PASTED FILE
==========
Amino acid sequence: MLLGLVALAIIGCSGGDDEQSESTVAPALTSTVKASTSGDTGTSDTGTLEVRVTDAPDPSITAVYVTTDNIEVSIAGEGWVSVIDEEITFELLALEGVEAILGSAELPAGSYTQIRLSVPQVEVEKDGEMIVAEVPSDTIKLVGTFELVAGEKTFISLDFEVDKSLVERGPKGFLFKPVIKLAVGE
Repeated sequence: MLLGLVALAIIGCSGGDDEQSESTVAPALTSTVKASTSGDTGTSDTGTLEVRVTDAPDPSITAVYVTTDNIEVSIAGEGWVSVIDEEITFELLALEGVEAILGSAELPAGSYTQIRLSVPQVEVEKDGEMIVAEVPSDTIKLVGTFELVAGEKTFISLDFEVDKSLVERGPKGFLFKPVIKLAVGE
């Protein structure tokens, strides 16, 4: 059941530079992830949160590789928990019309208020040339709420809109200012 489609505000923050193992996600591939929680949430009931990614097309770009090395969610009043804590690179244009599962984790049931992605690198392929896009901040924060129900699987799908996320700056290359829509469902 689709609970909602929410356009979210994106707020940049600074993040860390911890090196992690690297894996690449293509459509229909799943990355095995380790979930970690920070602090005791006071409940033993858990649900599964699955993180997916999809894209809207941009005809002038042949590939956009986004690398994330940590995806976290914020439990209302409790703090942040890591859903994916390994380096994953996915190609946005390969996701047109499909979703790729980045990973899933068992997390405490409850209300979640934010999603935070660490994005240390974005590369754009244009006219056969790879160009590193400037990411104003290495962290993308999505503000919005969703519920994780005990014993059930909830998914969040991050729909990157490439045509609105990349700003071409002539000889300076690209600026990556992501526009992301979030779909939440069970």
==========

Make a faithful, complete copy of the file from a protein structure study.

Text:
Amino acid sequence: MLLGLVALAIIGCSGGDDEQSESTVAPALTSTVKASTSGDTGTSDTGTLEVRVTDAPDPSITAVYVTTDNIEVSIAGEGWVSVIDEEITFELLALEGVEAILGSAELPAGSYTQIRLSVPQVEVEKDGEMIVAEVPSDTIKLVGTFELVAGEKTFISLDFEVDKSLVERGPKGFLFKPVIKLAVGE
Repeated sequence: MLLGLVALAIIGCSGGDDEQSESTVAPALTSTVKASTSGDTGTSDTGTLEVRVTDAPDPSITAVYVTTDNIEVSIAGEGWVSVIDEEITFELLALEGVEAILGSAELPAGSYTQIRLSVPQVEVEKDGEMIVAEVPSDTIKLVGTFELVAGEKTFISLDFEVDKSLVERGPKGFLFKPVIKLAVGE
């Protein structure tokens, strides 16, 4: 059941530079992830949160590789928990019309208020040339709420809109200012 489609505000923050193992996600591939929680949430009931990614097309770009090395969610009043804590690179244009599962984790049931992605690198392929896009901040924060129900699987799908996320700056290359829509469902 689709609970909602929410356009979210994106707020940049600074993040860390911890090196992690690297894996690449293509459509229909799943990355095995380790979930970690920070602090005791006071409940033993858990649900599964699955993180997916999809894209809207941009005809002038042949590939956009986004690398994330940590995806976290914020439990209302409790703090942040890591859903994916390994380096994953996915190609946005390969996701047109499909979703790729980045990973899933068992997390405490409850209300979640934010999603935070660490994005240390974005590369754009244009006219056969790879160009590193400037990411104003290495962290993308999505503000919005969703519920994780005990014993059930909830998914969040991050729909990157490439045509609105990349700003071409002539000889300076690209600026990556992501526009992301979030779909939440069970």